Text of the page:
Reclaiming death metal: Drawn And Quartered/Centurian

school_of_death_WEB

It is an indictment of the metal climate today that albums of the caliber of Feeding Hell’s Furnace and Contra Rationem have gone mostly unnoticed amidst the never-ending flux of Incantation copycats, pretentious occultists that mistake C-grade horror movie atmosphere for competent songwriting, and war metal guidos. Bands today are content to lift surface aesthetics without adequate contemplation of what went into making the originals such path-setters. There are competent musicians – or should we call them technicians instead? – all around, no doubt, but one wonders how the overwhelming absence of any real meaning to their music forever escapes them. The lack of discrimination from fans only serves to make this a vicious, self-perpetuating cycle.

This is not to suggest that every death metal band from the old days consciously tapped into higher-plane abstractions. Some may have been simply out to make a loud noise, as is always the case with impetuous youth. But many also displayed an innate, elegantly expressed understanding of the true nature of death metal. Death metal, as seen through their eyes, was the assembling of order from chaos, but also, through the lyrics’ active confrontation with the matter of life and death, a harbinger and a celebration of the coming dissolution and the return to primordial nothingness. In realizing this duality in all existence, death metal looked to escape artificial constraints, even actively sought razing them to the ground and embracing mortality as liberation through themes of Satan and gore. In an era when distractions were relatively fewer in number than what they are today, death metal musicians may have had more time to ponder over these matters and to care more intimately about how the music they were creating tied in with their greater worldview.

contra rationem centurian

Drawn and Quartered, and Centurian, veterans from opposite sides of the Atlantic, remind us of what death metal should have always been. Centurian are influenced in equal parts by the bludgeoning power of post-Legion Deicide and the middle era Morbid Angel-inspired Polish school of blasting death metal that isn’t without a sense of groove. Riffs are adamantly symmetrical in nature, with each phrase having its mirror complement to make up the whole of any one arrangement. While this introduces an air of predictability to progressions on a micro-level, much like the bulk of Krisiun‘s music for instance, songs – and these are songs in the real sense of the word – have a full, breathing, roundness to them. There are no loose threads to be found here; Contra Rationem is a classic example of death metal in tension and release.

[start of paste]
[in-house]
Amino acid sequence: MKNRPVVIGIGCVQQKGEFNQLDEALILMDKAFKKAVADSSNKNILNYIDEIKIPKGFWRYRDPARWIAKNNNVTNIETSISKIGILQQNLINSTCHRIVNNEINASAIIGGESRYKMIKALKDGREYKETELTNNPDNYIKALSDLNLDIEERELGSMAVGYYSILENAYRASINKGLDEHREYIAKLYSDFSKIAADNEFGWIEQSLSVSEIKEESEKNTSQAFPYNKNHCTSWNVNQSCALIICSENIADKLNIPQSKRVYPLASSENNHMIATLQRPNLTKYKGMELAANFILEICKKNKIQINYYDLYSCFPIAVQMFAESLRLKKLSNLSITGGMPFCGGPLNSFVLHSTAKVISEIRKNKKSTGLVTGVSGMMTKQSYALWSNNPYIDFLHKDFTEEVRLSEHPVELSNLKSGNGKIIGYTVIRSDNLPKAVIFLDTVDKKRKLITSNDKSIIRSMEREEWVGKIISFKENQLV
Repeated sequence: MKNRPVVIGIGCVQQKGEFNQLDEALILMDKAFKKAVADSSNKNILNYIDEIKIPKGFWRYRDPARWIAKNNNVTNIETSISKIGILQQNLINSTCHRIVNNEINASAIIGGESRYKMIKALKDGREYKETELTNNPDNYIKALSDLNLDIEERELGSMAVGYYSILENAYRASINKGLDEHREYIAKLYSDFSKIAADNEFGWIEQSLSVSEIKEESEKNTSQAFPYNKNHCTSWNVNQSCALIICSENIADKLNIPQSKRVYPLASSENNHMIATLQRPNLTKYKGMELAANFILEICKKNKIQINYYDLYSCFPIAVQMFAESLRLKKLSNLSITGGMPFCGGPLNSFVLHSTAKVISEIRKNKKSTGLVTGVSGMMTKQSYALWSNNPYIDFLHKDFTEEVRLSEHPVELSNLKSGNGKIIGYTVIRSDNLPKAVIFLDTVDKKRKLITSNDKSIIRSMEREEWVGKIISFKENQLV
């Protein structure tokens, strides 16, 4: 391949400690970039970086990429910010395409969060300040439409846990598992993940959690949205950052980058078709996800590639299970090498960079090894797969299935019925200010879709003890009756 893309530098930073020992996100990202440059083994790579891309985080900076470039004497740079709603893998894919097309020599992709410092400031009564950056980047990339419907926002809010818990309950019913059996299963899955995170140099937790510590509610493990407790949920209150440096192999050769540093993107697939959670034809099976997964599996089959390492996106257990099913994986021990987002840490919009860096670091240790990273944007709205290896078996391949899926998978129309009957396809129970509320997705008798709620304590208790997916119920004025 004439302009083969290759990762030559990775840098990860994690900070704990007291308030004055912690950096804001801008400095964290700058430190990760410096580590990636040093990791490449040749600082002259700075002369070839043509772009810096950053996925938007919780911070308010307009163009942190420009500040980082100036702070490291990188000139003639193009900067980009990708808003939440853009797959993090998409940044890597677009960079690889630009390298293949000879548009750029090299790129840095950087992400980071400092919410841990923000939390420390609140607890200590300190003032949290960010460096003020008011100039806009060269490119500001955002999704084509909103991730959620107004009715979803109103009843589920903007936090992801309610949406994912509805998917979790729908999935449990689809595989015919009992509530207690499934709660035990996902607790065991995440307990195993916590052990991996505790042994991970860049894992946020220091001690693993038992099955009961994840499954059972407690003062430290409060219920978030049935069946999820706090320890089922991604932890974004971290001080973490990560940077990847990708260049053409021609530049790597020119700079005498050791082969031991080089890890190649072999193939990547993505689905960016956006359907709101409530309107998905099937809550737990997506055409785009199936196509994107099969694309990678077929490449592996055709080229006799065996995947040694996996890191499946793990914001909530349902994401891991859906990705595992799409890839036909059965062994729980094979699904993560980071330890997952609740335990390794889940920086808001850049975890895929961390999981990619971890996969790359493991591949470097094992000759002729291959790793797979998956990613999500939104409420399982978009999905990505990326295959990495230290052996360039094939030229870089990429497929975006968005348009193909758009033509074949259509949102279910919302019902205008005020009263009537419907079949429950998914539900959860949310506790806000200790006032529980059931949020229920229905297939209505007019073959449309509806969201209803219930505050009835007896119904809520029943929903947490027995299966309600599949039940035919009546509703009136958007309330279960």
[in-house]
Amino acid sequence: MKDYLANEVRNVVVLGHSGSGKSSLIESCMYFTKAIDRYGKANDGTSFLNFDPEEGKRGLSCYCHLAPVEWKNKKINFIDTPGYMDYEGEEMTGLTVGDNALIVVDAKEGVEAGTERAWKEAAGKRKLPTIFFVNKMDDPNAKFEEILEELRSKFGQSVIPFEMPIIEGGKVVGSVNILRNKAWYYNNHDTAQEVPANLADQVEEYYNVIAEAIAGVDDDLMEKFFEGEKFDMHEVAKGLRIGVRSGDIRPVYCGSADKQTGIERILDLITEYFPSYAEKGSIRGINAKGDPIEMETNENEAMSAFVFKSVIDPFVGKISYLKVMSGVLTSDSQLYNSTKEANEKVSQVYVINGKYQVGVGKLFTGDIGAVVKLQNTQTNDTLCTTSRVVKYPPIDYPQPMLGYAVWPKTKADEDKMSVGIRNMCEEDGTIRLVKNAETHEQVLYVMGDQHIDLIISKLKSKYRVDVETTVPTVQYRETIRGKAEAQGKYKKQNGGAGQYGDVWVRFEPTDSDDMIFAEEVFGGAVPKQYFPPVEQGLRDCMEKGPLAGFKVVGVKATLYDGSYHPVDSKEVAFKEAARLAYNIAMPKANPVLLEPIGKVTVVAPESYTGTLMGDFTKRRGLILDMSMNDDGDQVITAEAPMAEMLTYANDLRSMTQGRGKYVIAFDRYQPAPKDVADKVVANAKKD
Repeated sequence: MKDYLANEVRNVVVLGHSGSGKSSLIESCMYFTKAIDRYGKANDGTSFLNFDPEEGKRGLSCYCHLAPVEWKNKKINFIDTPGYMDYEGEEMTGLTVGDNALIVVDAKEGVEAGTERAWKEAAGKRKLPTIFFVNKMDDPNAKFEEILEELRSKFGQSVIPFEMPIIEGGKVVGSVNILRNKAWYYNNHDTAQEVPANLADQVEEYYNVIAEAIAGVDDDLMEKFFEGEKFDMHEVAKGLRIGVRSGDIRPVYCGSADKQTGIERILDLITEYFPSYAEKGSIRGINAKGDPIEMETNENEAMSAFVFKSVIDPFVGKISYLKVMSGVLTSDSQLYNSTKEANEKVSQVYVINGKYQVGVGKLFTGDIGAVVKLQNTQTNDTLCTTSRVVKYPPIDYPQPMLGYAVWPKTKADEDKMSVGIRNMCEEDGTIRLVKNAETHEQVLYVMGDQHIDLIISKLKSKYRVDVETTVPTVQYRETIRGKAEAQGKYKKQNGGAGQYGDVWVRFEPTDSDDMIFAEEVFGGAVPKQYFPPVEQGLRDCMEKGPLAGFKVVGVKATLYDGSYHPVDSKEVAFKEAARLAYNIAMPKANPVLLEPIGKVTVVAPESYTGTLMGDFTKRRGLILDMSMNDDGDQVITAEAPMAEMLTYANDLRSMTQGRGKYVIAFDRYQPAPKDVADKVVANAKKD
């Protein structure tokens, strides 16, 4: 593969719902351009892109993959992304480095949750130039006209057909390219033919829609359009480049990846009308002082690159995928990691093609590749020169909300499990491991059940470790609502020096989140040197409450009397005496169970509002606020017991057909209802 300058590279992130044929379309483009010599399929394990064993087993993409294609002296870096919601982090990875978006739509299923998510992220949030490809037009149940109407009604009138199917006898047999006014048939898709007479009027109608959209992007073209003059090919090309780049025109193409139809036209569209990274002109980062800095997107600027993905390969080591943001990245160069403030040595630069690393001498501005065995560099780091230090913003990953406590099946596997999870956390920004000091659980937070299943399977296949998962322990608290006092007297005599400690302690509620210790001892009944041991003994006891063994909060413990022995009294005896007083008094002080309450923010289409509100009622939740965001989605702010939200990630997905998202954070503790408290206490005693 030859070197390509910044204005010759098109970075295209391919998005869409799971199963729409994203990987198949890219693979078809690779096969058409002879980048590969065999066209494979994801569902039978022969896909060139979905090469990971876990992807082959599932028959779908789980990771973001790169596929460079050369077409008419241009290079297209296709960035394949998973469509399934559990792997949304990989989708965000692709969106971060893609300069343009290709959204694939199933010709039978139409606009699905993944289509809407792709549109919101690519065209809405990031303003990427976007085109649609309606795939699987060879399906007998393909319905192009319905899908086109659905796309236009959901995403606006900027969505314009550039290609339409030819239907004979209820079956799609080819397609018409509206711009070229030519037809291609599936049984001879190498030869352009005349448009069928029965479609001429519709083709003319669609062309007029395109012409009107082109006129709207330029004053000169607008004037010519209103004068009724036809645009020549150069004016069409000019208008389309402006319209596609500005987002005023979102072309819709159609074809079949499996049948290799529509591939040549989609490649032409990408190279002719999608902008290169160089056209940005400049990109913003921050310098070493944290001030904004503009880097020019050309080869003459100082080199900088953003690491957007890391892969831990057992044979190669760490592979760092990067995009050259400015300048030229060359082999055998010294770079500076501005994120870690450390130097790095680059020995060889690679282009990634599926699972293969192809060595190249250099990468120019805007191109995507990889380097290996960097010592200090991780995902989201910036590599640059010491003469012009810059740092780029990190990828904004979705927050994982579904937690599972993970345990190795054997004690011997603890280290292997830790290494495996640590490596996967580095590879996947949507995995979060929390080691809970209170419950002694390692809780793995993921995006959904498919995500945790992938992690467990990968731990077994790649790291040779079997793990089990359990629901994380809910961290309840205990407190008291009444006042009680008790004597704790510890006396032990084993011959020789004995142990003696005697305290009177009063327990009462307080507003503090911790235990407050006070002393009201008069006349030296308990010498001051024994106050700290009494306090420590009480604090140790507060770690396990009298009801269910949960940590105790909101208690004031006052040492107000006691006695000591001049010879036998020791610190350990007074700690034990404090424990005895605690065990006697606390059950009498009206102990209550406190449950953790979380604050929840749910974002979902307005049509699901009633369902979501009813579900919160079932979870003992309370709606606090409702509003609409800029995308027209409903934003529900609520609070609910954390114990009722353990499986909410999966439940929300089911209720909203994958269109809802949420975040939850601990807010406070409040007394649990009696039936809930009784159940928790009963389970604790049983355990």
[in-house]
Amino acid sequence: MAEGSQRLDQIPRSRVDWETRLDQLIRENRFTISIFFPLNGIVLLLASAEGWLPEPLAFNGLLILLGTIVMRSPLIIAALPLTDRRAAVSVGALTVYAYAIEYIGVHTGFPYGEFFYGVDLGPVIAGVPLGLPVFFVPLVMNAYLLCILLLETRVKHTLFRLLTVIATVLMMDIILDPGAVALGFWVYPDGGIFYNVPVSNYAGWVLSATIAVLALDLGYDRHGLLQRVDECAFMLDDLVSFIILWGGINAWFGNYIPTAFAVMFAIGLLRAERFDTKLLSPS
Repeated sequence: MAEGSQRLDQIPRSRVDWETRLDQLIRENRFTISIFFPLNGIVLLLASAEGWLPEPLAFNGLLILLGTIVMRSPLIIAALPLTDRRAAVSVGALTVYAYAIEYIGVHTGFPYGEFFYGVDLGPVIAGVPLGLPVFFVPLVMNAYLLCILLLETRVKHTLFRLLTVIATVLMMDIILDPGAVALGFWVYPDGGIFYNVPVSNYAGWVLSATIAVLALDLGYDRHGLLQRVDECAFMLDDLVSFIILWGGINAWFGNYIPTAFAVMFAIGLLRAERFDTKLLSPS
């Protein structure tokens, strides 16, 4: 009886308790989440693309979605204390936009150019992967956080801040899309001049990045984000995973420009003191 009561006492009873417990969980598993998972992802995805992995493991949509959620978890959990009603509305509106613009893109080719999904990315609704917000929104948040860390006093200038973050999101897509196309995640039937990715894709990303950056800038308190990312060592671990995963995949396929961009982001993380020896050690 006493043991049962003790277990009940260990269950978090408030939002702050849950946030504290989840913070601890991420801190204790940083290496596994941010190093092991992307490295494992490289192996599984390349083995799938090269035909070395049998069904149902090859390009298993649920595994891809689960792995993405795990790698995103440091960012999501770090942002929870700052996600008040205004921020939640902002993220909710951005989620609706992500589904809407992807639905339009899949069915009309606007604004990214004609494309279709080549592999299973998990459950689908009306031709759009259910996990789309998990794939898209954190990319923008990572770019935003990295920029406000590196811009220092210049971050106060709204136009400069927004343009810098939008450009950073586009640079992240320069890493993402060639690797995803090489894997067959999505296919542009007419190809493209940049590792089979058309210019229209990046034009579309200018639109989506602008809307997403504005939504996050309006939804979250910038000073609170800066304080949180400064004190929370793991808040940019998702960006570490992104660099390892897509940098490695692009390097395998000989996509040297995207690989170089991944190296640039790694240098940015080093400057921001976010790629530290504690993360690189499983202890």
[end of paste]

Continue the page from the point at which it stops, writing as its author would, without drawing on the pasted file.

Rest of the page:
feeding hell's furnace

Drawn And Quartered‘s sound has seen a few changes over the last twenty years. Starting off as a darker variant of Cannibal Corpse, then gradually incorporating more Immolation-style twisted dissonance in songwriting, Feeding Hell’s Furnace represents the most mature effort by this underrated band yet. Drawn And Quartered are firmly placed in the dark death metal camp of North America. Song tempos are more varied than ever before, and a noticeable, slow-burning Incantation influence has slid into the band’s writing but such is the control over dynamics and atmosphere on display here that the attentive listener will not mistake it for just another clone. Drawn And Quartered take their place among old bands like Imprecation and Deteriorot still playing dark, majestic death metal that sounds the part without submitting to gimmicky bells and whistles.

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5 Responses to Reclaiming death metal: Drawn And Quartered/Centurian

  1. kvrdz says:

    An indictment indeed.It seems bands can’t seem to get a buzz going without gratuitous use of reverb, robes or faux fascist imagery.But having said that, i think it is a trend that is on the wane and will soon die out once everyone has had their fill of void worshiping, Kaos invoking okkvltism.
    What do you think of the new GS track? it did absolutely nothing for me, the laughably contrived song titles don’t help very much either.

  2. Genocide Shrines? Crap, try-hard band.

  3. kvrdz says:

    Yes, you really ought take a look at the song titles of the new album if you haven’t already.
    Will you be reviewing the Dying embrace split anytime soon?
    The DE side seems very tame to me.

    • DE have always been a very tame band. And not just because they call themselves doom. You can sense them trying to be energetic every now and then but it always falls flat. I’m not sure of writing about it; I’m kind of done with that whole scene. They cater to a different audience and a different mindset. I write about that rot eating metal from the inside often enough as it is so no point in singling these bands out again and again.

  4. gk says:

    Mmissed this post first time around. I really like Choronzonic Chaos Gods and Liber Zar Zax and this new one was quite a pleasant surprise. Pity it didn’t get a lot of attention though.

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